Treasure Junk

Hiding beside the sofa in a junk shop beside the sea …

The brass plate under the table was placed on top of an upside down case. Could the case be hiding something good, or a collection of wicker donkeys?

Not wicker donkeys.

I fished an index card out of my satchel…

This was the best I could do, moving the platen along manually, and slotting the card in from the front. Such a shame to see this machine with a bundle of issues, but you come to expect it on safari πŸ˜€ ( And I think I know who finds all the good ones around here before me πŸ˜‰ ) The left hand platen knob was smashed and missing, and those with sharp eyes will have noticed the old rubber band fix on the base, just for starters. Ah well, never mind, at least it’s the right way up now. Maybe someone else will fall in love with this old Remington and bring it back to life πŸ™‚ ? First time I’ve seen one of these in the flesh, and the first time I’ve seen a rupee key.

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A visit to George Blackman’s

Last weekend I was down on the south coast again and on Saturday I made another jaunt to Bexhill.

Huzzah for George Blackman Business Equipment. A kind of secret typewriter shop! There’s not much on the outside of the shop to say what treasures are waiting inside.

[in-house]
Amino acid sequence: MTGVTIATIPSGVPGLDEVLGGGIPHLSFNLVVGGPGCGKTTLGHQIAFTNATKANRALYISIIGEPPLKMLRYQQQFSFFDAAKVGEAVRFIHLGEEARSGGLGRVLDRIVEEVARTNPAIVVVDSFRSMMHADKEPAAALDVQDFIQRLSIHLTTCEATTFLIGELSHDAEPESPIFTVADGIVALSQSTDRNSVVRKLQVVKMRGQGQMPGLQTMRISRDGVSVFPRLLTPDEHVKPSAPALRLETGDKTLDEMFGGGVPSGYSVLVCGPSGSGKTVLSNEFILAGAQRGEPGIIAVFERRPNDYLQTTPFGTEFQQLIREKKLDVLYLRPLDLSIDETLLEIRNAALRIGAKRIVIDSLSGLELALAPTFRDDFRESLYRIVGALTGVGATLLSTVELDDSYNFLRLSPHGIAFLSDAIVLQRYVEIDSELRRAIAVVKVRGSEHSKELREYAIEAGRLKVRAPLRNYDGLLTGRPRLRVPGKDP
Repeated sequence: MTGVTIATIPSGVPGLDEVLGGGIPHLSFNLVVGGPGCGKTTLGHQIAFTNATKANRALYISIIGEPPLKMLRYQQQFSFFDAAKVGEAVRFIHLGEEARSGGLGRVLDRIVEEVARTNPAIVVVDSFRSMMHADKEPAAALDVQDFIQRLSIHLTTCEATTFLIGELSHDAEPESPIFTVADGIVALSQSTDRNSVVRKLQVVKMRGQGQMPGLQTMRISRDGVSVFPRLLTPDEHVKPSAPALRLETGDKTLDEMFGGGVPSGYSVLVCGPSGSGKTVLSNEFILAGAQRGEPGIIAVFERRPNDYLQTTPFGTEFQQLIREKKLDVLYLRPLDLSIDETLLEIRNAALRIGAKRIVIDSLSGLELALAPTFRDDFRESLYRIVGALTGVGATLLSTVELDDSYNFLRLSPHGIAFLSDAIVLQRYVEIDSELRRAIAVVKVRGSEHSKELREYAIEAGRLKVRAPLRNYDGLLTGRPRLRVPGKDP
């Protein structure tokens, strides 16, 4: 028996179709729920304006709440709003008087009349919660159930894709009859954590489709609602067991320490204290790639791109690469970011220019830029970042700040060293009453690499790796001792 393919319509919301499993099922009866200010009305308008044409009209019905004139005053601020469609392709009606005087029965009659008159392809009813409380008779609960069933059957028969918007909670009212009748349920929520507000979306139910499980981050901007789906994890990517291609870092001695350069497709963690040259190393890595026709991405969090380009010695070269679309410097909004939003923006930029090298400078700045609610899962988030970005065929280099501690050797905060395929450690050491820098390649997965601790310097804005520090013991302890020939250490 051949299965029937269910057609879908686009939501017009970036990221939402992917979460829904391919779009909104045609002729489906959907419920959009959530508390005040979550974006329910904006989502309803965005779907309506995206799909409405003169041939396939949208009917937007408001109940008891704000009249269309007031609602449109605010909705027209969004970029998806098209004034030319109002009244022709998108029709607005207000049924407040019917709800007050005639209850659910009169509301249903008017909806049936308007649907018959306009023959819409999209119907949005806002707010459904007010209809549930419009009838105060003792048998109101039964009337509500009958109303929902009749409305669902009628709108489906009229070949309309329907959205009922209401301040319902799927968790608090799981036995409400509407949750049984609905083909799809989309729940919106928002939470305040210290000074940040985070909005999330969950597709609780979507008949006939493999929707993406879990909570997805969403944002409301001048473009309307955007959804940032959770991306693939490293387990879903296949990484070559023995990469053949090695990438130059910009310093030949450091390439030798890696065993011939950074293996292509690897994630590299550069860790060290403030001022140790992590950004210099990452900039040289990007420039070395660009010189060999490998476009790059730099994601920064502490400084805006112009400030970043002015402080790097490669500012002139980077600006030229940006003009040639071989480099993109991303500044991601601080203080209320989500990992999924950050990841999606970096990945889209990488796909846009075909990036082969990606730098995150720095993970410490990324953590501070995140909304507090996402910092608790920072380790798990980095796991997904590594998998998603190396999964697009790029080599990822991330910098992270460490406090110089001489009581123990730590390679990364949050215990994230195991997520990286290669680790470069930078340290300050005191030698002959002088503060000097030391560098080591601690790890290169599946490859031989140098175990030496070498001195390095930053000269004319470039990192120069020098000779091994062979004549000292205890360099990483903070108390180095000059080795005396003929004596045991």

The first item to greet you as you walk in at the moment is this lovely Continental.

Gavin Eldridge, partner in the business, gave me a warm welcome and was happy to show off some of the typewriters in the shop. The standard of work done on their machines is extremely high. Look how sparkling and bright the interior of this Olympia is.

Gavin was also very obliging when I asked if I could see inside some of the closed cases, and I tried out this next gorgeous Olympia.

There were more machines ready for sale in the shop than there was time for me to see them, and there was a healthy pile of machines waiting for repairs behind the counter. If you live in the UK and need expert help with repairs, or supplies, check out their website.

I had a good chin wag with Gavin and stocked up on ribbons and paper.

It was so heartening to visit a typewriter shop in such good fettle. I forgot I had a hangover while I was there!

Unfortunately it was raining when I came out of the shop so I didn’t fancy wandering about taking snaps of the seafront in the rain with my pack of A4 paper under my arm.

Back to St Leonard’s on the train. For once a fare I can’t quibble about, Β£3:50 round trip. Seagulls go free πŸ˜‰

Sunday was gorgeous and sunny, and I took the Lettera 22 out onto the roof terrace. Typing and tea for two. Perfect.

Balancing stones

When it happens, it feels like magic πŸ™‚

This is one of those satisfying activities that you do for no reason other than the moment of satisfaction. The stone will tumble, and a photograph doesn’t really capture what it feels like in real life. Your mind emptied of everything you are at one with this stone until you let it go and see it balanced. I could get addicted to balancing pebbles on the beach. If you can, give it a try, you might surprise yourself.